[Ontbirds] Kingston Area Birds for the period Jan 6 to Jan 12, 2011
mconboy at lakeheadu.ca
Fri Jan 13 07:25:17 EST 2012
The most notable birds of the week were a BARROW’S GOLDENEYE off
Amherst Island and a GADWALL x MALLARD hybrid (also known as a
BREWER’S DUCK) at the Invista Lagoon (Cataraqui Bay). There continue
to be good numbers of raptors in our area but almost no finches aside
from AMERICAN GOLDFINCH. Numerous “unseasonable” birds are listed
City of Kingston
The Invista Lagoon and Cataraqui Bay area continues to host up to 3
BALD EAGLES and numerous waterbirds including TUNDRA SWAN, GADWALL,
AMERICAN BLACK DUCK, REDHEAD, RING-NECKED DUCK, BUFFLEHEAD, HOODED
MERGANSER, COMMON MERGANSER and AMERICAN COOT. A flock of 10 000
COMMON MERGANSERS stretched along the Kingston waterfront from
Confederation Basin to Barrie Street on the 8th. Other waterbirds off
Kingston include 4 CANVASBACKS, 3030 REDHEADS and 2 COMMON LOONS.
LONG-TAILED DUCKS were reported off Point Frederick. A GREAT BLUE
HERON was seen from Bath Road on the Collin’s Bay Penitentiary
property. SHARP-SHINNED HAWKS have not been all that common this
winter but one was reported from the intersection of Highway 38 and
Cordukes Road. A grey-phase EASTERN SCREECH-OWL was in the Saint
Lawrence Woods subdivision. A WHITE-CROWNED SPARROW was singing
briefly on Queen’s University campus. Lemoine Point Conservation Area
always has a few seasonally interesting birds including 39 TUNDRA
SWANS in Collin’s Bay (along with other less flashy waterfowl), a
NORTHERN FLICKER and a dozen or so AMERICAN ROBINS.
A BARROW’S GOLDENEYE was recorded off Amherst Island during the
Mid-Winter Waterfowl Survey. I don’t have any more details on this
sighting. Also of note on the survey were 104 TUNDRA SWANS, 1
RED-THROATED LOON, 2 COMMON LOONS, 1 HORNED GREBE and 5 BALD EAGLES.
This week’s raptor list was comprised of NORTHERN HARRIER, RED-TAILED
HAWK, ROUGH-LEGGED HAWK, AMERICAN KESTREL, GREAT HORNED OWL and 12
Bath and Millhaven
A pair of SNOW GEESE has been seen by several observers in the fields
and on Lake Ontario west of Bath up until at least last weekend. Other
waterbirds along the shoreline in this area include 1 NORTHERN
PINTAIL, both species of SCAUP, COMMON GOLDENEYE, COMMON and
RED-BREASTED MERGANSERS, 1 COMMON LOON and 1 HORNED GREBE. A SNOWY OWL
remains just east of Millhaven, north of the Millhaven Inn. BALD
EAGLES are frequently seen along the lake shore.
A FIELD SPARROW and a RUSTY BLACKBIRD continue to visit a feeder just
south of Bedford Mills. Up to 2 PURPLE FINCHES and 1 COMMON REDPOLL
are the only finches aside from goldfinches reported all week. A
NORTHERN GOSHAWK was seen on the 12th.
TRUMPETER SWANS continue to be reliably sighted at Chaffey’s Lock,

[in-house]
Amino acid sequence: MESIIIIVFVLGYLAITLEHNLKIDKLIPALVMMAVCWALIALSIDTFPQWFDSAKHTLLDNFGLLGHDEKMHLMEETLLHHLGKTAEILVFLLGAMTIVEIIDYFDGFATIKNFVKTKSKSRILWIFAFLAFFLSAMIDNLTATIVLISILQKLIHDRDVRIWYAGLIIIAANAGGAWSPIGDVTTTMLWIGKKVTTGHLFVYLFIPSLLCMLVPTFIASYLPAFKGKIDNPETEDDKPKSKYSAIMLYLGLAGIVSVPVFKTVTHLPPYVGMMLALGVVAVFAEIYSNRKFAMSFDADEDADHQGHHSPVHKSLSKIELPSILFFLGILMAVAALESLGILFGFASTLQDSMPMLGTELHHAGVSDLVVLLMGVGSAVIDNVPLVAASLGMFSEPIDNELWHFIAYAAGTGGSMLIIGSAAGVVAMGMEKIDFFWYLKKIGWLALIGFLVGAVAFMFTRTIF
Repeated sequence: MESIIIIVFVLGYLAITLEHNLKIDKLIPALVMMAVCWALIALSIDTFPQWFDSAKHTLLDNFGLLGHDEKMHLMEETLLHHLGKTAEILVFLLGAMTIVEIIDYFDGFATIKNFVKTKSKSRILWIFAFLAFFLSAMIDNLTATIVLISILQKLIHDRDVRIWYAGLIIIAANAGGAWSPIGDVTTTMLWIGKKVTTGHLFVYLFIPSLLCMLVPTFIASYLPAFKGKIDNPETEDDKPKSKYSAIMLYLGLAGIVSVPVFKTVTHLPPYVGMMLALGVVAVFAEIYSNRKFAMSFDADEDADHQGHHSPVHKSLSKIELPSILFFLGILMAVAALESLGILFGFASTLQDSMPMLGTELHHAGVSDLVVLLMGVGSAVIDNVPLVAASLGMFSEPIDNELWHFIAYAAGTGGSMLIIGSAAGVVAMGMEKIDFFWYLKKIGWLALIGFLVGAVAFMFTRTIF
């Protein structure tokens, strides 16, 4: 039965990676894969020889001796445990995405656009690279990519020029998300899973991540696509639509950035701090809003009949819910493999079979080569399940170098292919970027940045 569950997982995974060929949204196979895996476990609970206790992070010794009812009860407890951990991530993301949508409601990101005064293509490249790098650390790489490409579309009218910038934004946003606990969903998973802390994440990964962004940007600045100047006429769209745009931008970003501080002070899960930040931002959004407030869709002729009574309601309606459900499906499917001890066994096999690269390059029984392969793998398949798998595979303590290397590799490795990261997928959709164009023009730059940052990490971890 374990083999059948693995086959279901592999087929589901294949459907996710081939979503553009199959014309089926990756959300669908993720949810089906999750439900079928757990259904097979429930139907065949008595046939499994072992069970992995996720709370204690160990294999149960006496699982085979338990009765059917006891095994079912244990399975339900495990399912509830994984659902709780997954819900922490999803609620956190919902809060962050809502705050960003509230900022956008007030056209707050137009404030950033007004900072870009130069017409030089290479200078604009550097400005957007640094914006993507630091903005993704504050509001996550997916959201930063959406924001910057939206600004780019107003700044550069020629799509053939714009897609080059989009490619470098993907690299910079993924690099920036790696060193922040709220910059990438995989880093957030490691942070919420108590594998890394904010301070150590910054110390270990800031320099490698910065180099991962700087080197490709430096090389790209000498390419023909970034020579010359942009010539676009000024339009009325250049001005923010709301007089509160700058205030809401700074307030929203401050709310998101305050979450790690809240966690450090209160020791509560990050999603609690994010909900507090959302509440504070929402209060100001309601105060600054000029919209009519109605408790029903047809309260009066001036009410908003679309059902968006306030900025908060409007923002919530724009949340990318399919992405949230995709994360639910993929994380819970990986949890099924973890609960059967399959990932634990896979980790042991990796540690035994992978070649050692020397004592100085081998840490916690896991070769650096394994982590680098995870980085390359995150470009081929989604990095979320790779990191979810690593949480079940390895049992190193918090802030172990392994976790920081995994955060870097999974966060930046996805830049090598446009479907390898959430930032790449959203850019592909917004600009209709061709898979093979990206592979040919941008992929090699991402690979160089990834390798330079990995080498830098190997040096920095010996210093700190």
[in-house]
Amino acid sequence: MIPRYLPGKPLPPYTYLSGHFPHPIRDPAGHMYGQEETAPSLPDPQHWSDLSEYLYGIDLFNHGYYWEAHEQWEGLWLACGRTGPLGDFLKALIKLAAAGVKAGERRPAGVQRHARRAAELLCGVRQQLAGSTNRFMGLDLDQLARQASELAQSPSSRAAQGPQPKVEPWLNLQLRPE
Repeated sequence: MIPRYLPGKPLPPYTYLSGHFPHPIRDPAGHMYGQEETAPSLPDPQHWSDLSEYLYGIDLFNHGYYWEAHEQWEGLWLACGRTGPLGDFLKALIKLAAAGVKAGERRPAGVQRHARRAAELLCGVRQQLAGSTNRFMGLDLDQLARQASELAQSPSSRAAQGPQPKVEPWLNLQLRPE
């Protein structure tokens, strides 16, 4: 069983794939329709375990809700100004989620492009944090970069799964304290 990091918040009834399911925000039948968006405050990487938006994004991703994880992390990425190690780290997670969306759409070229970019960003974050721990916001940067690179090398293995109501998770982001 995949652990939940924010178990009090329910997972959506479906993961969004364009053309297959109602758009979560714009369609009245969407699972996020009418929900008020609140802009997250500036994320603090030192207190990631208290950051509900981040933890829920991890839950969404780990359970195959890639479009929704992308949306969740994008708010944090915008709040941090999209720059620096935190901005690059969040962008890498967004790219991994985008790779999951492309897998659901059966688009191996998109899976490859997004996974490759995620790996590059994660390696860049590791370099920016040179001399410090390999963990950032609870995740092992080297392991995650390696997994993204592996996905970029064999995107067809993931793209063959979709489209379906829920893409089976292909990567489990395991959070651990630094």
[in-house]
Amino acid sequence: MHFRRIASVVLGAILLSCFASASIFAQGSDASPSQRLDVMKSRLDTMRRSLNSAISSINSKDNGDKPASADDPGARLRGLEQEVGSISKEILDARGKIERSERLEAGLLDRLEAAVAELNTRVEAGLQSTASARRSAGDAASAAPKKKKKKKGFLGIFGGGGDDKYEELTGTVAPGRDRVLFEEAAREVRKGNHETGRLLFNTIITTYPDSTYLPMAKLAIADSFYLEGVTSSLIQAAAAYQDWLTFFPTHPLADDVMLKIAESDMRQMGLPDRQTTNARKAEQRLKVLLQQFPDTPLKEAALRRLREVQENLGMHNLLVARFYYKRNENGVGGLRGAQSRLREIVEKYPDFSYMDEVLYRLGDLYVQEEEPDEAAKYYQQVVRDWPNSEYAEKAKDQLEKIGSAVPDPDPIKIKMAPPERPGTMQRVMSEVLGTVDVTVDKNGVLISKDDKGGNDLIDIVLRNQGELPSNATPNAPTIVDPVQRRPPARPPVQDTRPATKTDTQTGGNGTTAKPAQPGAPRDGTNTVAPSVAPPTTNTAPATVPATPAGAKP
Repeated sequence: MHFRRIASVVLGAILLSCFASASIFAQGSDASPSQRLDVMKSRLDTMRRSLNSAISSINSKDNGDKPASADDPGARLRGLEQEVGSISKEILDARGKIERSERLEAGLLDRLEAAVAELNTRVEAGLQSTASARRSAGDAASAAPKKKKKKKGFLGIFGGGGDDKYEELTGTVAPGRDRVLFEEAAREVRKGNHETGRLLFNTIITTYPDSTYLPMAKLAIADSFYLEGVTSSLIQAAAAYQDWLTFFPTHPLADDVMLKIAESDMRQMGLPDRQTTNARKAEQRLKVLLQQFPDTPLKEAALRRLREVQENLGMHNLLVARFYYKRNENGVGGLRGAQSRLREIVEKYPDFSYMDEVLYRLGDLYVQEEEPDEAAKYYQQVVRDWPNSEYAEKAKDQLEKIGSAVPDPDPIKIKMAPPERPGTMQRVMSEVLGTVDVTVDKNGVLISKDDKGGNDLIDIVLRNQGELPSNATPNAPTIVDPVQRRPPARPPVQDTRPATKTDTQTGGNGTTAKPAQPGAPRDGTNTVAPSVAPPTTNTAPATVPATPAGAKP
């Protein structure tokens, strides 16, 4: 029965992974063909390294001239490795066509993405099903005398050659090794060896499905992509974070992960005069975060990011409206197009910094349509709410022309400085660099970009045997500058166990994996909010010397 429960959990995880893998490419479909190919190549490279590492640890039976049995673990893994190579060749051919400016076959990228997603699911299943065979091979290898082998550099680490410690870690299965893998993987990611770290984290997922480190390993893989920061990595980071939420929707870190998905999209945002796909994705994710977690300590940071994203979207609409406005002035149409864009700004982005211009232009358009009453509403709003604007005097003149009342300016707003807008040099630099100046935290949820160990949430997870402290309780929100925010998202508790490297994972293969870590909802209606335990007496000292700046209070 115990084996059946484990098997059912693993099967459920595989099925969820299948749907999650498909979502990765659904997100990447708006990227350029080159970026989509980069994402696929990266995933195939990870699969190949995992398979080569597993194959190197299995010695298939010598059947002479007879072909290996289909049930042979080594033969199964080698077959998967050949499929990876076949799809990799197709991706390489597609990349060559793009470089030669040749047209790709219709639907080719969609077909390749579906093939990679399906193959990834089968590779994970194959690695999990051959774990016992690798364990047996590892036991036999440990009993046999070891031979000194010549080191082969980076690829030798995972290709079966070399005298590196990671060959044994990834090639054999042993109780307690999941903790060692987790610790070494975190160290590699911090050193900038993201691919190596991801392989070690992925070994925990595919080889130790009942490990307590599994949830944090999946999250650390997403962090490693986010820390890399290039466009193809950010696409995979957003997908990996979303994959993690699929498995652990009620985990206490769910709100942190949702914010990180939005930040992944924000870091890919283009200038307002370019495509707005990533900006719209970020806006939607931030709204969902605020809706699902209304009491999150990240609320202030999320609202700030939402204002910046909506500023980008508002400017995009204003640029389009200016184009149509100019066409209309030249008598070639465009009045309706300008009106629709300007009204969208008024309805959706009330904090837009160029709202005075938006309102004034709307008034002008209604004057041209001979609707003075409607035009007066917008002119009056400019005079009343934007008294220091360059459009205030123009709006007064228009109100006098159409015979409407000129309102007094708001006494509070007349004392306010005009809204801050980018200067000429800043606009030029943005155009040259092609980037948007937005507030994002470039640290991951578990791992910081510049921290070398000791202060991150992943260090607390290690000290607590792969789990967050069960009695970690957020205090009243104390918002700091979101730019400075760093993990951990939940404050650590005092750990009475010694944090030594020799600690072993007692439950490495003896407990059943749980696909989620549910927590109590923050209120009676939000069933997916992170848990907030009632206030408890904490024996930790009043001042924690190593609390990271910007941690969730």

albeit in lower numbers, with only 6 present for most of the past
week. BALD EAGLES are also commonly reported all over the countryside.
If you want to see them look around any patch of open water or drive
the back roads around the Rideau Lakes. An adult NORTHERN GOSHAWK and
an immature NORTHERN SHRIKE were at Queen’s University Biological
Station (QUBS) on the 7th but neither has been seen since. Small
numbers of BROWN CREEPERS, GOLDEN-CROWNED KINGLETS and RED-BREASTED
NUTHATCHES persist in the countryside around QUBS and Chaffey’s Lock.
Waxwings remain few and far between with only 2 at QUBS’s Fullard
Conservation Reserve on Lake Opinicon. Six LAPLAND LONGSPURS were in a
field just off of Opinicon Road yesterday.
Prince Edward County
The highlights in the eastern end of the county this week are the
large concentrations of ducks including rafts of 25 500 and 29 100
GREATER SCAUP, 24 800 LONG-TAILED DUCKS and 505 WHITE-WINGED SCOTERS.
A lone CANVASBACK was off the Waupoos shoreline. One BLACK SCOTER, 4
SURF SCOTERS and 1 RED-NECKED GREBE were off Prince Edward Point.
Waterfowl around the island include up to 185 TUNDRA SWANS, AMERICAN
BLACK DUCK, GREATER SCAUP, LONG-TAILED DUCK, BUFFLEHEAD, COMMON
GODENEYE, and all three MERGANSER species. Raptorial birds reported
this week (with high counts given) were 17 BALD EAGLES, 6 NORTHERN
HARRIERS, 17 ROUGH-LEGGED HAWKS, 1 AMERICAN KESTREL and 1 NORTHERN
SHRIKE. One observer had an impressive count of 10 SNOWY OWLS nearly
all within sight of each other.
WHITE-WINGED SCOTER at Ivy Lea and GREEN-WINGED TEAL off Howe Island.
Small numbers of COMMON LOON at Ivy Lea and Howe Island. There was a
male NORTHERN HARRIER near Wilstead. A GREAT BLUE HERON was at
Elginburg. A GREAT HORNED OWL was near Odessa and a BARRED OWL was on
Florida Road near Wilton. NORTHERN SHRIKES seem to be turning up all
over the place. In addition to those mentioned above, there was one in
a Harrowsmith backyard and another along Davis Lock Road. The
YELLOW-BELLIED SAPSUCKER hasn’t been seen in Elginburg since last
Sunday but a RED-BELLIED WOODPECKER is still being seen at the same
bird feeder daily. Forty BROWN-HEADED COWBIRDS were along Woodburn
Thank you to all those who submitted sightings this week. Keep them coming.
Mark Andrew Conboy
Operations & Research Assistant and Outreach Coordinator
Queen’s University Biological Station
280 Queen's University Road
Elgin, Ontario, Canada K0G 1E0
email: 7mc19 at queensu.ca or mconboy at lakeheadu.ca
QUBS website: http://www.queensu.ca/qubs/index.html
QUBS blog: http://opinicon.wordpress.com/
QUBS flickr: http://www.flickr.com/photos/qubsoutreach/
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